The 55 kD peptide from HPLC gel filtration purification was desalted, lyophylized and used for N-terminal sequencing. The peptide gave the following amino acid sequence from its N-terminal: Val-Ile-Leu-Lys-Asn-Leu-Lys-Leu-Xaa-Tyr-Ser (SEQ ID NO:2). Based on the sequence from the first Val to the first two codons of the last Leu, a probe was made which consisted of a set of 192 degenerate 22-nucleotide long oligomers (SEQ ID NO:3). The probe, following radiolabeling, was used to screen a cDNA expression library made in Lambda Zap vector from poly A+ RNA from 20-day-old developing soybean seeds. Six positively-hybridizing plaques, which hybridized to both probes, were subjected to plaque purification. Sequences of the pBluescript (Stratagene) vector, including the cDNA inserts, from each of the purified phage stocks were excised in the presence of a helper phage and the resultant phagmids used to infect E. coli cells resulting in double-stranded plasmids, pC8, pC12, pC14, pC15A, pC16 and pC17. Plasmid pC16 was the largest of these plasmids. The soybean cDNA insert of 2.1 kB was excised, radiolabeled by random primer labeling and used to reprobe the same cDNA library. A clone, pC16i, was indentified which was 2.6 kB in size, was homologous with pC16 and contained extra nucleotides, absent in pC16, at the 5' end of the pC16i insert.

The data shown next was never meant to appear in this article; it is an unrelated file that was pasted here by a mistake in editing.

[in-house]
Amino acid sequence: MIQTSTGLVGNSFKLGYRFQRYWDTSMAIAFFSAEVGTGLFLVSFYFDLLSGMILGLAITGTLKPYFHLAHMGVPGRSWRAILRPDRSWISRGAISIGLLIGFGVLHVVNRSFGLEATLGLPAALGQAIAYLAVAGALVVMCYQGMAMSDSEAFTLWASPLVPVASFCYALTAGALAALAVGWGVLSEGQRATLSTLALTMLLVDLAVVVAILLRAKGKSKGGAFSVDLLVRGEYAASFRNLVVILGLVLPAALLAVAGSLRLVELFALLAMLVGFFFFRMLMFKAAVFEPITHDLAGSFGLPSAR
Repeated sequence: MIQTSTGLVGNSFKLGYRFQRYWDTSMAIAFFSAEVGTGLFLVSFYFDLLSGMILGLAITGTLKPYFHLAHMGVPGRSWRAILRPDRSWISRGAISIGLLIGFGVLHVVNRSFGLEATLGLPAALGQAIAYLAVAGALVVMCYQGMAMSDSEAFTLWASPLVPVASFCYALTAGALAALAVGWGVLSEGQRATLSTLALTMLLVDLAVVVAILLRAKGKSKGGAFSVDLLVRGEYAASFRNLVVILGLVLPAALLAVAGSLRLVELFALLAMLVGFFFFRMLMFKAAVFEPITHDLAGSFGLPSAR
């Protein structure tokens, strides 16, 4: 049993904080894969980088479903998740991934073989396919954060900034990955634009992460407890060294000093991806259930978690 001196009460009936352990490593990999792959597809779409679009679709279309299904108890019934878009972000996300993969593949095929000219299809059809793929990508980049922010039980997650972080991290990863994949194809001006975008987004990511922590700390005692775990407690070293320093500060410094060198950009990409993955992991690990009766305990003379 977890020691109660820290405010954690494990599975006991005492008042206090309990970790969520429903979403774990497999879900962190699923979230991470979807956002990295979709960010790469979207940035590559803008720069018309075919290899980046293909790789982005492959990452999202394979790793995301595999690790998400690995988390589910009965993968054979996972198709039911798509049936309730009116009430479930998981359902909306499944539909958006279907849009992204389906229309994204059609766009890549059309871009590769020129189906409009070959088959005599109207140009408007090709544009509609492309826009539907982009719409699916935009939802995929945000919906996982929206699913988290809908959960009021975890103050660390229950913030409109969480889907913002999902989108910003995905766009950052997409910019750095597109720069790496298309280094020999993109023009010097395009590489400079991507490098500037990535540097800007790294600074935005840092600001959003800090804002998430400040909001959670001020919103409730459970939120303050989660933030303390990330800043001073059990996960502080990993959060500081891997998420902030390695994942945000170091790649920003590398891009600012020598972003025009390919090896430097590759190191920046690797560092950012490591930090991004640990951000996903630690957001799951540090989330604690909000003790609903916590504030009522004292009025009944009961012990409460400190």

The cDNA insert in plasmid pC16i is flanked at both ends by the two Eco RI sites introduced by the cDNA construction and its cloning into the vector pBluescript. The nucleotide sequence of the cDNA insert in pC16i encodes a 672 amino acid open reading frame that includes the peptide sequence found in the purified protein at the 611th amino acid of the open reading frame. Since this sequence is not at the N-terminus it is assumed that the protein sequence, on which the probe design was based, was obtained from degraded 55 kD peptide. Based on homology with the N-termini of the E. coli and the barley synthetase I (50% similarity), the first amino acid of the mature protein is deduced as being the 31st. Thus the first 30 amino acids are presumably the transit peptide required for import of the precursor protein into the plastid. The methionine codon at base number 218 of pC16i is the apparent start methionine since: a) it is the first methionine after the last stop codons 5' to and inframe with the N-terminal sequence and, b) the N-terminal methionine in all but one known chloroplast transit peptides is followed by alanine. Thus, it can be deduced that the β-ketoacyl-ACP synthetase II precursor protein encoded by this gene consists of a 30 amino acid transit peptide and a 642 amino acid mature protein before any further proteolytic processing occurs. The insert of pC16i was cloned, in frame, into the expression vector pGEX-2T (Pharmacia) to give the plasmid pC16i-N5. When the cDNA in pC16i-N5 is expressed in E. coli, the resultant 80 kD fusion protein (26 kD glutathione-S-transferase and a 54 kD C16i protein) reacts specifically with rabbit antibodies raised against purified soybean β-ketoacyl-ACP synthetase II protein. In addition, antibodies raised in rabbits against the pC16i fusion protein preciptate β-ketoacyl-ACP synthetase II activity from developing soybean cell extracts.